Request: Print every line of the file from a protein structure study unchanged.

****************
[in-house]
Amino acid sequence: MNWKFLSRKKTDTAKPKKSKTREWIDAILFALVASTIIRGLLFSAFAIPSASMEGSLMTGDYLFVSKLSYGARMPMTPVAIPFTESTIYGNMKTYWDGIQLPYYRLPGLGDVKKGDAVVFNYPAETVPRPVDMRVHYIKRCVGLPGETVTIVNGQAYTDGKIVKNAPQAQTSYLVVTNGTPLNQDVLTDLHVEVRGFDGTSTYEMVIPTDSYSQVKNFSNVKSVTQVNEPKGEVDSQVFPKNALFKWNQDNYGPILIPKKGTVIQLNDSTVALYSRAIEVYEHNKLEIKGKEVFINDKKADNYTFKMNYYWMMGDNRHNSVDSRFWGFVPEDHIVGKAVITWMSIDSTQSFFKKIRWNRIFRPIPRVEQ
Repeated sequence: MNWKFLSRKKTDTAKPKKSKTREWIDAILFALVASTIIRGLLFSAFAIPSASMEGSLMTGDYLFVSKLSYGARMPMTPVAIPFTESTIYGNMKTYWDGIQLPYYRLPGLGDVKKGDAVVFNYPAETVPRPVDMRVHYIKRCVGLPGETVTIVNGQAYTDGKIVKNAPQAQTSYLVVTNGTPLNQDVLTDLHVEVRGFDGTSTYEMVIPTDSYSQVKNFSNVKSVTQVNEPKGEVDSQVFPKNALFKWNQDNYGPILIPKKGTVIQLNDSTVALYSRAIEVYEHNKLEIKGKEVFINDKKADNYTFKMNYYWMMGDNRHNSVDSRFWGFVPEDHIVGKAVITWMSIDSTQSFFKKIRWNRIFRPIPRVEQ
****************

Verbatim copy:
[in-house]
Amino acid sequence: MNWKFLSRKKTDTAKPKKSKTREWIDAILFALVASTIIRGLLFSAFAIPSASMEGSLMTGDYLFVSKLSYGARMPMTPVAIPFTESTIYGNMKTYWDGIQLPYYRLPGLGDVKKGDAVVFNYPAETVPRPVDMRVHYIKRCVGLPGETVTIVNGQAYTDGKIVKNAPQAQTSYLVVTNGTPLNQDVLTDLHVEVRGFDGTSTYEMVIPTDSYSQVKNFSNVKSVTQVNEPKGEVDSQVFPKNALFKWNQDNYGPILIPKKGTVIQLNDSTVALYSRAIEVYEHNKLEIKGKEVFINDKKADNYTFKMNYYWMMGDNRHNSVDSRFWGFVPEDHIVGKAVITWMSIDSTQSFFKKIRWNRIFRPIPRVEQ
Repeated sequence: MNWKFLSRKKTDTAKPKKSKTREWIDAILFALVASTIIRGLLFSAFAIPSASMEGSLMTGDYLFVSKLSYGARMPMTPVAIPFTESTIYGNMKTYWDGIQLPYYRLPGLGDVKKGDAVVFNYPAETVPRPVDMRVHYIKRCVGLPGETVTIVNGQAYTDGKIVKNAPQAQTSYLVVTNGTPLNQDVLTDLHVEVRGFDGTSTYEMVIPTDSYSQVKNFSNVKSVTQVNEPKGEVDSQVFPKNALFKWNQDNYGPILIPKKGTVIQLNDSTVALYSRAIEVYEHNKLEIKGKEVFINDKKADNYTFKMNYYWMMGDNRHNSVDSRFWGFVPEDHIVGKAVITWMSIDSTQSFFKKIRWNRIFRPIPRVEQ